Satellite Communications & Microwave Hopping

Please send us your experiences, etc.

Larry Bloomfield

(circa 1963)

During the launch of one of the Syncom satellites, this is me measuring the Range and Range Rate of the spacecraft.  This is particularly important as the distance to a geosynchronous space craft and the rate at which that distance changes determines its geosynchronisity.   

There are only a finite number of satellites out there.  No doubt there are more in cue to be launched and positioned.  It would be interesting to know what the demands will be in the future for channel space on those highflying communications devices.  With compression we can get much more on a single bird, but with multicasting, Hi-Definition, etc., the need will gobble up bandwidth like a pack of sharks on a feeding frenzy.  I often wonder if Dr. Harold Rosen or any of the rest of my associates with Project Syncom ever thought what we were doing back in 1963-64 would ever evolve into this?  We sure thought it was hot when we were able to tell within three meters of where Syncom II & III were (at 22,300 miles) back in those days.  I wonder how much more accurate they are today?  

[The following was written in March 1998 and never published until now:]

Hughes, Me and the "Birds" 

            The year was 1962 and I was just finishing off my first hitch in Uncle Sam's Canoe Club as a 2nd Class Electronics Technician.  With no particular job prospects and the economy not being in the best of shape, my Dad suggested I do another tour, providing I could get an assignment to my liking.  When the assignment detailer said he had a duty station that dealt with the space program, I had illusions of working with everything from Buck Rogers' equipment to a James Bond spy-in-the-sky device.  It truly intrigued me so I raised my hand for another six.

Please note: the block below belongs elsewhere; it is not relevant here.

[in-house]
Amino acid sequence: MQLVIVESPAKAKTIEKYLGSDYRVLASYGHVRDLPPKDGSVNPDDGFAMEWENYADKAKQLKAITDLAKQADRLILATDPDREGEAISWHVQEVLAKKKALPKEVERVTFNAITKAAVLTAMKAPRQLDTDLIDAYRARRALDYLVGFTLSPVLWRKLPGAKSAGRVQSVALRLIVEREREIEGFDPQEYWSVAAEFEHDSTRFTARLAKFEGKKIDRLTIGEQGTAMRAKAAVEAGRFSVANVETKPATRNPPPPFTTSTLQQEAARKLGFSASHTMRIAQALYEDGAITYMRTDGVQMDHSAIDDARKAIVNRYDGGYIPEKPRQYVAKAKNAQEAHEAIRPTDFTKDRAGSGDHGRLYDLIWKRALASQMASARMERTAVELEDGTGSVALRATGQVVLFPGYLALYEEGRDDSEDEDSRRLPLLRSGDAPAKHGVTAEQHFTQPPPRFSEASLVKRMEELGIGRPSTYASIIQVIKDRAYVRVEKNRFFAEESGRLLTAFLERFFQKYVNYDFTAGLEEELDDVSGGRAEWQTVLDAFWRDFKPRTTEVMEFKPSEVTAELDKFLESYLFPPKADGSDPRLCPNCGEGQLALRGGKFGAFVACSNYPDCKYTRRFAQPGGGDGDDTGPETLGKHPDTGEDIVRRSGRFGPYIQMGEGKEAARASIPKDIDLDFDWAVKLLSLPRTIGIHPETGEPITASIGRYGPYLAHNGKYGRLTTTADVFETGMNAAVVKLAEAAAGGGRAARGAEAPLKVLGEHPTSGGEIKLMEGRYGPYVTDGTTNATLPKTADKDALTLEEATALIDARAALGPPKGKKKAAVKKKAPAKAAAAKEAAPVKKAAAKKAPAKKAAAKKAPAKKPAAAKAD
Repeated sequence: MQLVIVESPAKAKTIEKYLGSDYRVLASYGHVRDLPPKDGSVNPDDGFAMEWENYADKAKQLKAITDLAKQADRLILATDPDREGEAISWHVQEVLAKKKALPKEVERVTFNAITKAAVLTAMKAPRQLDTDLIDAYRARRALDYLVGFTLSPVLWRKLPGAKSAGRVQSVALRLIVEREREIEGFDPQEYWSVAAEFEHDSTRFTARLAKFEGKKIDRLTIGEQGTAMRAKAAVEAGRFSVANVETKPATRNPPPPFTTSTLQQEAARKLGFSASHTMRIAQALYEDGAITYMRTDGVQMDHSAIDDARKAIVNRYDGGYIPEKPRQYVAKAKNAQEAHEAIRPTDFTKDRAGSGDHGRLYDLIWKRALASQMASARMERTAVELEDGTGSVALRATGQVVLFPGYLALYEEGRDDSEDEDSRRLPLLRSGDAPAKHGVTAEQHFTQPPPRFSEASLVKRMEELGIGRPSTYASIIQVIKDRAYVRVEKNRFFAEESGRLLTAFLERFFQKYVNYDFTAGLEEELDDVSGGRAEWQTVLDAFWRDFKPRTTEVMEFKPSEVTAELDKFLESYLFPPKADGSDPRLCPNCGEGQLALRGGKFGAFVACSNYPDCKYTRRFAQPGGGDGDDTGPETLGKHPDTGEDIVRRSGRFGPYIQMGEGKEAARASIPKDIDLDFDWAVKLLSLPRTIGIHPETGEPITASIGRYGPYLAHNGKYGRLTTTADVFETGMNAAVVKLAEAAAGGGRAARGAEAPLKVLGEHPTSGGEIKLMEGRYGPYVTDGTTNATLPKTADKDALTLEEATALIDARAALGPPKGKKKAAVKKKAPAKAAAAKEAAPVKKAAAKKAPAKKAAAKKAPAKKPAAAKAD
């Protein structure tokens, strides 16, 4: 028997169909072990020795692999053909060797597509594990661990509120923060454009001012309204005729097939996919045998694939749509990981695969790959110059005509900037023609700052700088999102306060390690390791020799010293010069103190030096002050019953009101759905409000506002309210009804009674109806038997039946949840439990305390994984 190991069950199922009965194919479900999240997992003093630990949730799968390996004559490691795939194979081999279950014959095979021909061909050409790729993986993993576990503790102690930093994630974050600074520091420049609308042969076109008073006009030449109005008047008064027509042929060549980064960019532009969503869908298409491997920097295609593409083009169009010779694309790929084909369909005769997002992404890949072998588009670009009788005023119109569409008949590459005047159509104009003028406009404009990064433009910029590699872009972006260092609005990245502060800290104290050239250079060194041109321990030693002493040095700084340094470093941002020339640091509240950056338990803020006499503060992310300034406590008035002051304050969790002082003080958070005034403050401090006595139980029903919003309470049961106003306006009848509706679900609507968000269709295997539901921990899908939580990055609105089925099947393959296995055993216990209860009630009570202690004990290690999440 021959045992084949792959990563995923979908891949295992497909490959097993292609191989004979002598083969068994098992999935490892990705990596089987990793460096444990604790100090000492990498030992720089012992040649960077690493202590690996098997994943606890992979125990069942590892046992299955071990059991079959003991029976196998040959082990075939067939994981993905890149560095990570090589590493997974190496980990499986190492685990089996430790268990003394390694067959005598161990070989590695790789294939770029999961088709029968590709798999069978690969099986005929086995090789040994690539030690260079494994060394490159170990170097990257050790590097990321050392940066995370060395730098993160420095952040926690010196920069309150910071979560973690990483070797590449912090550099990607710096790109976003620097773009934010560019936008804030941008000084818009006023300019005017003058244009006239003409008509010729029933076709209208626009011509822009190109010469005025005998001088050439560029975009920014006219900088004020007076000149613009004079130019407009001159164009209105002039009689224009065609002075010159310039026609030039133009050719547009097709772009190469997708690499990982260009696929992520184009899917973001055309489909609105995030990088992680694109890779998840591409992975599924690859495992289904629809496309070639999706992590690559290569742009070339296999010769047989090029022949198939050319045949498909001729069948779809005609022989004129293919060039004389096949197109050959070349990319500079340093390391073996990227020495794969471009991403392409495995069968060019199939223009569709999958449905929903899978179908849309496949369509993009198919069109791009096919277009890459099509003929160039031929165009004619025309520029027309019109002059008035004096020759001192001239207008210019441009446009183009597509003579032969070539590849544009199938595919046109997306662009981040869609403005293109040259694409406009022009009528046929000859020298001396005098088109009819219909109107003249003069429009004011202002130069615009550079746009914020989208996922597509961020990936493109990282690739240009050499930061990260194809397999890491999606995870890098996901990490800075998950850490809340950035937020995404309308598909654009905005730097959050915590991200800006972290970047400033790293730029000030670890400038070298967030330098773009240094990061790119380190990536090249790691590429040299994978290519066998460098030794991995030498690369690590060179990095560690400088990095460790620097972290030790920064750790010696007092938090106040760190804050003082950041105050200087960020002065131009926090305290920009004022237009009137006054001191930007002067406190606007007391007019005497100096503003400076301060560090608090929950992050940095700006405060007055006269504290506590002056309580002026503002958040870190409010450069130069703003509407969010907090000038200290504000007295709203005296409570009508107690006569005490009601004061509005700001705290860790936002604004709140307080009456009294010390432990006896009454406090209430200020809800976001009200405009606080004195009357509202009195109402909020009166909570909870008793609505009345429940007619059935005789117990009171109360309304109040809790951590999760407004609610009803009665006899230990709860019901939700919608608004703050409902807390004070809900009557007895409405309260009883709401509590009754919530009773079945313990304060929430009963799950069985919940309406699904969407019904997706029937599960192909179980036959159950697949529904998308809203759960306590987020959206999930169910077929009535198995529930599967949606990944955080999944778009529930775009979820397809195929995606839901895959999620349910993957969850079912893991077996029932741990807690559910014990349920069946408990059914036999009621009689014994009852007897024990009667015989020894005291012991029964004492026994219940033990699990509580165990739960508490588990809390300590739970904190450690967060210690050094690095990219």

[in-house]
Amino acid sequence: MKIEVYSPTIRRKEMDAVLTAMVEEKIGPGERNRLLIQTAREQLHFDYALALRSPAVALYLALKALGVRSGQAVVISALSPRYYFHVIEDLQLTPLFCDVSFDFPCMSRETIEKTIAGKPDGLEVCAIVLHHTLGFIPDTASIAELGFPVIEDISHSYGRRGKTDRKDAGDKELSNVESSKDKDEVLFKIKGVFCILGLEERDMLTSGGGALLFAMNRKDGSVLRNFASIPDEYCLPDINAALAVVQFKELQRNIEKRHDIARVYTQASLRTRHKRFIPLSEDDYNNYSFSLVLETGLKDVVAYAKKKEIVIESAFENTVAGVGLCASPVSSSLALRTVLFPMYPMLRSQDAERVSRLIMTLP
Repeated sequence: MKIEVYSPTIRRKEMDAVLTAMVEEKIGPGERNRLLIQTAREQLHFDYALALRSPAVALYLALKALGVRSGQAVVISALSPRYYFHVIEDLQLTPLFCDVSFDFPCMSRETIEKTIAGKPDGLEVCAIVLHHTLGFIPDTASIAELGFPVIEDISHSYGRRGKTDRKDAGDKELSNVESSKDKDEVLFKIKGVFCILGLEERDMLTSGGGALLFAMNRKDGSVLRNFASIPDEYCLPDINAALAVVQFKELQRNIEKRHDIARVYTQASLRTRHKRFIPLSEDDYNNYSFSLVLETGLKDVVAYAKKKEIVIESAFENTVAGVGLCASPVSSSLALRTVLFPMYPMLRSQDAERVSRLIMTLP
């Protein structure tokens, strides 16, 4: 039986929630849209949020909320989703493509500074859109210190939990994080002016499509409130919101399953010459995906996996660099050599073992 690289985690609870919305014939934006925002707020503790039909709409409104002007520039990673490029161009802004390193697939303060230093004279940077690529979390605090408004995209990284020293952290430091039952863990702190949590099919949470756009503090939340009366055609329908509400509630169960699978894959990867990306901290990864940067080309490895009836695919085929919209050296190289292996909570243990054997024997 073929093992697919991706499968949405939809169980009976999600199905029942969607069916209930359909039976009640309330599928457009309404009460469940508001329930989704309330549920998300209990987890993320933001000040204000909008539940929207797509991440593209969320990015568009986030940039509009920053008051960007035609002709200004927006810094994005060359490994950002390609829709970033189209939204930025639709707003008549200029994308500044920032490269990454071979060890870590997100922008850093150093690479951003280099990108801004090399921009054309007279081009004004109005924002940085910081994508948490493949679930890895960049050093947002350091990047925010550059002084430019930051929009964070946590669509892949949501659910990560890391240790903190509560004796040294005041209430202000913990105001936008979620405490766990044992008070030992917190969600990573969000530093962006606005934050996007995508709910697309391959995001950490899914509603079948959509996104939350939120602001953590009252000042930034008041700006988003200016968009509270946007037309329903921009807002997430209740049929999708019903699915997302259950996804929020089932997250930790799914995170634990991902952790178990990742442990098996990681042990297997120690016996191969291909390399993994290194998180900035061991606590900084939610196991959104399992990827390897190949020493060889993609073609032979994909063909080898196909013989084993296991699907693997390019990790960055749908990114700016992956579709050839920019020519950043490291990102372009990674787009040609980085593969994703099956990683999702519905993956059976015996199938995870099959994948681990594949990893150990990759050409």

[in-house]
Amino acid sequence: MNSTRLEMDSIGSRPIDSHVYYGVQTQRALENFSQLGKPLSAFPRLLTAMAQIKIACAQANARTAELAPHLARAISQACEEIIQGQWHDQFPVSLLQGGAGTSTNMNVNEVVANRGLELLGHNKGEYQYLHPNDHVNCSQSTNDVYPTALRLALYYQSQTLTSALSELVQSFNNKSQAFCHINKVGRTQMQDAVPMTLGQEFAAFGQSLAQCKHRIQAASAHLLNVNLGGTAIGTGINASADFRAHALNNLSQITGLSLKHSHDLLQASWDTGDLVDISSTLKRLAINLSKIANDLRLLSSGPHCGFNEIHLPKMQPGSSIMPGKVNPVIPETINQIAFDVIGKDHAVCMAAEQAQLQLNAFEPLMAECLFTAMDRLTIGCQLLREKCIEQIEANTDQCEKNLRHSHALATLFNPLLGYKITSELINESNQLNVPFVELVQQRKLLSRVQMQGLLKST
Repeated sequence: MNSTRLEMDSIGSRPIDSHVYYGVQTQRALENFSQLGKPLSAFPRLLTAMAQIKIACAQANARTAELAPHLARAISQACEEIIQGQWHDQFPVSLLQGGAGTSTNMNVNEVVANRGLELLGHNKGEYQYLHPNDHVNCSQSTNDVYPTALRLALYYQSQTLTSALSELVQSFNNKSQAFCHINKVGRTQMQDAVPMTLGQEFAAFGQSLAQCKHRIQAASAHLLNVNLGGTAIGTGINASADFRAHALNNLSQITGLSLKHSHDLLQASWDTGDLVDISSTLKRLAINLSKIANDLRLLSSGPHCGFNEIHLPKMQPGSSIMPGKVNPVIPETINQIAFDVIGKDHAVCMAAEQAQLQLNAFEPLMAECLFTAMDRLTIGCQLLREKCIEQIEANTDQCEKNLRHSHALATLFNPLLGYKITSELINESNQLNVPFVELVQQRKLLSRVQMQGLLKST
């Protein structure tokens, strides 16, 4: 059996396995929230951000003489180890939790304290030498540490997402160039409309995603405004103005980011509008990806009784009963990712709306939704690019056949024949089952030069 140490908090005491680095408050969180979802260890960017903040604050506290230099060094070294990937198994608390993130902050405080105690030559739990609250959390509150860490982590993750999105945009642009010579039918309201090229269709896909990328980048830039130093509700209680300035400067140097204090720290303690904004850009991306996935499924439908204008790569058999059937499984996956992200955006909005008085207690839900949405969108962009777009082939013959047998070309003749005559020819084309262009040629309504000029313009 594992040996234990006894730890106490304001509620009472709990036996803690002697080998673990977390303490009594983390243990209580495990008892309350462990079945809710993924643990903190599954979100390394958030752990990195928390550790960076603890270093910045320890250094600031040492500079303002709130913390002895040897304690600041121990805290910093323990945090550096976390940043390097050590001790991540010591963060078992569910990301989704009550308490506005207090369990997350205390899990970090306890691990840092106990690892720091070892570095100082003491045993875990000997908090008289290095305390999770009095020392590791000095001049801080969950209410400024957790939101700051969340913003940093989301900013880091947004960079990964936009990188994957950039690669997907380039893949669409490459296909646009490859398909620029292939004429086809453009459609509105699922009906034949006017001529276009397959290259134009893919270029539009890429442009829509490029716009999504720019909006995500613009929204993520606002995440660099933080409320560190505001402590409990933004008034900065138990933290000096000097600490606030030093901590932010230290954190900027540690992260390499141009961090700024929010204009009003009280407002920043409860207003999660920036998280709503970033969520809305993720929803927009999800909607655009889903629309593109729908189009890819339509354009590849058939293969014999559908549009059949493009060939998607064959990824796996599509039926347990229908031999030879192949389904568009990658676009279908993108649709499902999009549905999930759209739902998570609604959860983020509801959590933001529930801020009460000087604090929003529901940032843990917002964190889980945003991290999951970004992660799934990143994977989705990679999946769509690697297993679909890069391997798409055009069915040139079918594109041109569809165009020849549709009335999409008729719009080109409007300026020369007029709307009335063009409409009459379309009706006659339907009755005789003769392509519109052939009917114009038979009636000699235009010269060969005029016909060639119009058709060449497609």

I was assigned to the U.S. Naval Research and Development Satellite Communications Group with orders to work with Project Advent, a detachment assigned to a ship to be commissioned at the Philadelphia Naval Ship Yard, USNS Kingsport.  I no sooner arrived in the City of Brotherly Love than I was handed another set of orders back to California for school at the Space Technologies Labs in El Segundo.  It was while I was at STL that I found out that Project Advent, a joint military satellite effort, was canceled and was being replaced by Project Syncom.  It seems that Advent was supposed to have been the first geosynchronous satellite.  When I first heard this, I didn't have a clue as to what geosynchronous was, much less spell it.

              At a distance of approximately 22,300 miles out in space, it would take an object 24 hours to orbit or rotate around the earth, thereby giving the impression that it hovered over a given spot.  It wasn't hard to figure out that this would eliminate any expensive tracking equipment.   The antenna could just point at the device and communicate.  Another advantage, at that altitude, each spacecraft saw 40% of the earth's surface.  It would only take three to cover the earth.